We asked you, you told us. Here are the answers to the most important question we asked you in our elder care survey.
Over the past 24 months, Life Force, a provider of live-in caregivers for the elderly, conducted a survey across Eastern Pennsylvania, Delaware and New Jersey. The survey was conducted among 322 professionals in the home health care industry, including social workers (37% of sample), registered nurses (23%), administration (10%), volunteer coordinators (10%), directors of services (9%), and others.
This survey asked respondents questions relevant to the home care industry, particularly the live-in personal care industry. The key question in the survey asked what the top three most important considerations are upon referring a client for live-in personal care.
Below is a breakdown of the survey, as well as how Life Force delivers on each count.
Ensuring the safety of a caregiver living in an elderly client's home is one of the most important responsibilities of the client and a foremost priority of our home care agency.
Since most Life Force's caregivers are live-in caregivers for the elderly, the client's home becomes a workplace for the caregiver. These client responsibilities include, but are not limited to, the following.
To ensure that home services are provided in a home that is structurally sound. This may sound like a no-brainer, but we have learned never to assume anything. By structurally sound, we mean, for example, that the caregiver should not have to walk up wooden steps where a step is missing; the caregiver should sleep in an area where the roof doesn't leak; and the caregiver should not be subjected to living in an area of the residence that is undergoing major construction. One way for an agency to assess the safety of a client's home is to develop a Home Safety Checklist. An agency representative can bring this checklist to perform a home inspection at the time of the initial meeting with the client. The Home Safety Checklist may include a list of safety issues in the following areas of the residence: exterior; interior (entry and main living area); kitchen; bedroom; bathroom. For example, for the exterior of the home, the checklist might include the following question: Is the porch light working to adequately light the porch and door?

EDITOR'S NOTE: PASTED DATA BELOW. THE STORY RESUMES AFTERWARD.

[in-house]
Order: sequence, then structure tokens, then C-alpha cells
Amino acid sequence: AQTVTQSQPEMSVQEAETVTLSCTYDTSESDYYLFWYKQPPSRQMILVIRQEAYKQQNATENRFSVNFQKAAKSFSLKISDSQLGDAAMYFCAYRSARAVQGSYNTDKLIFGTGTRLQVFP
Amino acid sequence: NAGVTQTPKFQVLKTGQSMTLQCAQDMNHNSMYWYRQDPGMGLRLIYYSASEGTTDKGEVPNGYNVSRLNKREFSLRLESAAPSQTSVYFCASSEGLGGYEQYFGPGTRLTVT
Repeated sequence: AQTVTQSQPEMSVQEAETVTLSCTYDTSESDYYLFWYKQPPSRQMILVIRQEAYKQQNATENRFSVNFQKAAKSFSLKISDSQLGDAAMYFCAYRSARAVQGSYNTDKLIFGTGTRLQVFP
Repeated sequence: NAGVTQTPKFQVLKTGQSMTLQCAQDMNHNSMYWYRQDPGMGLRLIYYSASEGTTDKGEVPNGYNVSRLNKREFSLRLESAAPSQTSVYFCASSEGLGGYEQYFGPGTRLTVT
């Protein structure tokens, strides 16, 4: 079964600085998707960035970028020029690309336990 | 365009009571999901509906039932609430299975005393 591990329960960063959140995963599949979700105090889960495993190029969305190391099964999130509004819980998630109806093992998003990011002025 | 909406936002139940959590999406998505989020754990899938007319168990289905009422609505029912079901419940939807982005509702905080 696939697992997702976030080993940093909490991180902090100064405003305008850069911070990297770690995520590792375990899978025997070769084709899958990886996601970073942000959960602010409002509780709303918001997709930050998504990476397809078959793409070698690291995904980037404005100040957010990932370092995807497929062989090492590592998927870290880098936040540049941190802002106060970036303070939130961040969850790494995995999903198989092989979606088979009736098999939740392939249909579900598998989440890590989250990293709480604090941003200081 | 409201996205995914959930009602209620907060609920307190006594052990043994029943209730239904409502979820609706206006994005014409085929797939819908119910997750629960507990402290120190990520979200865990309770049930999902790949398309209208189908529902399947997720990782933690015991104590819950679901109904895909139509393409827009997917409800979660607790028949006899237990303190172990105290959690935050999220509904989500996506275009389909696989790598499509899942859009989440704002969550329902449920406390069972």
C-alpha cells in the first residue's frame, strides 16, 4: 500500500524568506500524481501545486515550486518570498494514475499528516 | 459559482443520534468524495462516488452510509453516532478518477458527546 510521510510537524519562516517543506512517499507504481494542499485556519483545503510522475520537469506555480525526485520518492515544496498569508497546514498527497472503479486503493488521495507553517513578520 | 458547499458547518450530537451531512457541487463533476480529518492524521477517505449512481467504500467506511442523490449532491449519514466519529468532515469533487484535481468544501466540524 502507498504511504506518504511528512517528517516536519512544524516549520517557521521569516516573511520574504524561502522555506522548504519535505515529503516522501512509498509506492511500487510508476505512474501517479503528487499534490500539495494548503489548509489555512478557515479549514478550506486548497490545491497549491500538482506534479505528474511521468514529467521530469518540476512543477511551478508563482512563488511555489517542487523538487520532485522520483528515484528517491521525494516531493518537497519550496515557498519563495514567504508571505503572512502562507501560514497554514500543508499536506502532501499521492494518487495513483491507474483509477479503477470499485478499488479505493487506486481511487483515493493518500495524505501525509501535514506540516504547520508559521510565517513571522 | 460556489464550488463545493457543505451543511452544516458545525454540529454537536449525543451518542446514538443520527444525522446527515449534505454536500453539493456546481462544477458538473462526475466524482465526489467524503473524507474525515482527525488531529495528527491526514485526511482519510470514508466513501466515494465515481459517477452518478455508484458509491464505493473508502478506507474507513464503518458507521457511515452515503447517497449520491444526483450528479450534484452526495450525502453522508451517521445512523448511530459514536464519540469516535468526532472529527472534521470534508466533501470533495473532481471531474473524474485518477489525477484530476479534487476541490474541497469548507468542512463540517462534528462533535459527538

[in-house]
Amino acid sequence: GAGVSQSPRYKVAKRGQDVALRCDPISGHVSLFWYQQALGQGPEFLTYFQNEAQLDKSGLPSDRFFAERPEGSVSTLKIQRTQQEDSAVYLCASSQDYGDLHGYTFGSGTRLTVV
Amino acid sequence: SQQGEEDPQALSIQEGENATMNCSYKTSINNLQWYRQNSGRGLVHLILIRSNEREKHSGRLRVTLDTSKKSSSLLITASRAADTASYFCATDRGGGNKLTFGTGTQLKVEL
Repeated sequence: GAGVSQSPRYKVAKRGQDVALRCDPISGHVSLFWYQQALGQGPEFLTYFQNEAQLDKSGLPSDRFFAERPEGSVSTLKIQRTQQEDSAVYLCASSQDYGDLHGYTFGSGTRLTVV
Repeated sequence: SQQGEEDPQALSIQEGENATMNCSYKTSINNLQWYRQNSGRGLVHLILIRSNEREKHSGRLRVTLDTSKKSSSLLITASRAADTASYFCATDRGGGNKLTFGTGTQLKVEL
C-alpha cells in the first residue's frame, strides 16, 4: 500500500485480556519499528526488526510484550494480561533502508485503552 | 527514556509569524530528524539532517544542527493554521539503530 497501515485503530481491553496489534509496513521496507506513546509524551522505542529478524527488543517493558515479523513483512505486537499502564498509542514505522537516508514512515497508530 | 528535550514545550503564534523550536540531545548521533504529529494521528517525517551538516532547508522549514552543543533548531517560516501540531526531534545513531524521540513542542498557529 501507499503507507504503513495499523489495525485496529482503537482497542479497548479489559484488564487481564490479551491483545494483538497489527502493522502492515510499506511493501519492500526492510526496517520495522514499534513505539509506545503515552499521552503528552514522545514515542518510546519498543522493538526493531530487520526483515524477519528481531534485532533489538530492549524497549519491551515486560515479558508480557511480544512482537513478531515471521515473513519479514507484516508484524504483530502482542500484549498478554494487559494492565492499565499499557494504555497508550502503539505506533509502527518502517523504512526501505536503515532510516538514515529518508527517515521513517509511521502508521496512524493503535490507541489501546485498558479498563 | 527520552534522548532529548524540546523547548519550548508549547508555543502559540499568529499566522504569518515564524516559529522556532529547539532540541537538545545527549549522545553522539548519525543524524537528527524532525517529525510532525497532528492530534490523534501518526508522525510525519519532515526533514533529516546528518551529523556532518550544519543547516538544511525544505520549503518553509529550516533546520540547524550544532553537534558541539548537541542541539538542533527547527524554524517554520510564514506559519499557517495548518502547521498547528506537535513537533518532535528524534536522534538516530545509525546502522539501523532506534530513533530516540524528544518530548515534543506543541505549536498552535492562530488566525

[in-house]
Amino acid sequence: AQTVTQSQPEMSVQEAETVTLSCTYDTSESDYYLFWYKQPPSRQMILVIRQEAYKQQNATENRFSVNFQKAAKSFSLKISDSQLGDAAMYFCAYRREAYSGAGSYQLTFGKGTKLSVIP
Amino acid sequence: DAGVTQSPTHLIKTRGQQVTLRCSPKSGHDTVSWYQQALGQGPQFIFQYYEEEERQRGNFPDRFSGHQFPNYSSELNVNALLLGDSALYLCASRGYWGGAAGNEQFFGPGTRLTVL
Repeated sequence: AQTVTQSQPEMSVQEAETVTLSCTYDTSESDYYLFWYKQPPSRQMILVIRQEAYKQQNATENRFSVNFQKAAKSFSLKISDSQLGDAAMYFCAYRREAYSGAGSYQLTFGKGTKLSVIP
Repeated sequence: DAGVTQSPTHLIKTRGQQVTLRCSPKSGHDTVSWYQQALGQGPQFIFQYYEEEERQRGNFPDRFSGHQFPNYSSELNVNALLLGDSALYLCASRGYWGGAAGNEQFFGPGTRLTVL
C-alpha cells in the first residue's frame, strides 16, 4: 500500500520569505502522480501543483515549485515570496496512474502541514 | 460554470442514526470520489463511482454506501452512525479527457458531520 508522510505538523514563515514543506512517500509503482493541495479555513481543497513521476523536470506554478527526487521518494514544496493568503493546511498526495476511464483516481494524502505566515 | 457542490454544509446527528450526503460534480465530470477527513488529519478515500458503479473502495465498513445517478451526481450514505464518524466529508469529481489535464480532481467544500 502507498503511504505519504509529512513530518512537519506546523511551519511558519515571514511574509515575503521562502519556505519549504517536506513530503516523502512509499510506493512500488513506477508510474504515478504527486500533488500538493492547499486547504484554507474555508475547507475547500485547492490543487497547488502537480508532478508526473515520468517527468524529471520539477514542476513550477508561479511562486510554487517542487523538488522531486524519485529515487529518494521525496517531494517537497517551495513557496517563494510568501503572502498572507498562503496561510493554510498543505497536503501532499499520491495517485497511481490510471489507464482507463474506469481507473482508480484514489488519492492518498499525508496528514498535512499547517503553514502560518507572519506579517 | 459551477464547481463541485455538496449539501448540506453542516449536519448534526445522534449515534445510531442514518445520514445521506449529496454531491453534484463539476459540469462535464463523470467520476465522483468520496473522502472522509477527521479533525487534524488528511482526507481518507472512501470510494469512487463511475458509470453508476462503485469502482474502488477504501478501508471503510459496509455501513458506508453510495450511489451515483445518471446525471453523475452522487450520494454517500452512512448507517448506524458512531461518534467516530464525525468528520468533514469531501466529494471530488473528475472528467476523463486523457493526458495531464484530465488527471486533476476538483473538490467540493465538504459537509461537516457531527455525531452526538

In running a home health care agency specializing in live-in care for the elderly, we have found that finding qualified caregivers is the most critical factor in an agency's success. A criminal background check, face-to-face interview, a high score on a pre-assignment competency test, TB screening, relevant experience, and two references still may not guarantee that the caregiver is uniquely qualified to assist elderly clients with the activities of daily living. Although caregivers may meet every criteria required by the state, there are certain intangibles that make a caregiver excellent, rather than merely good.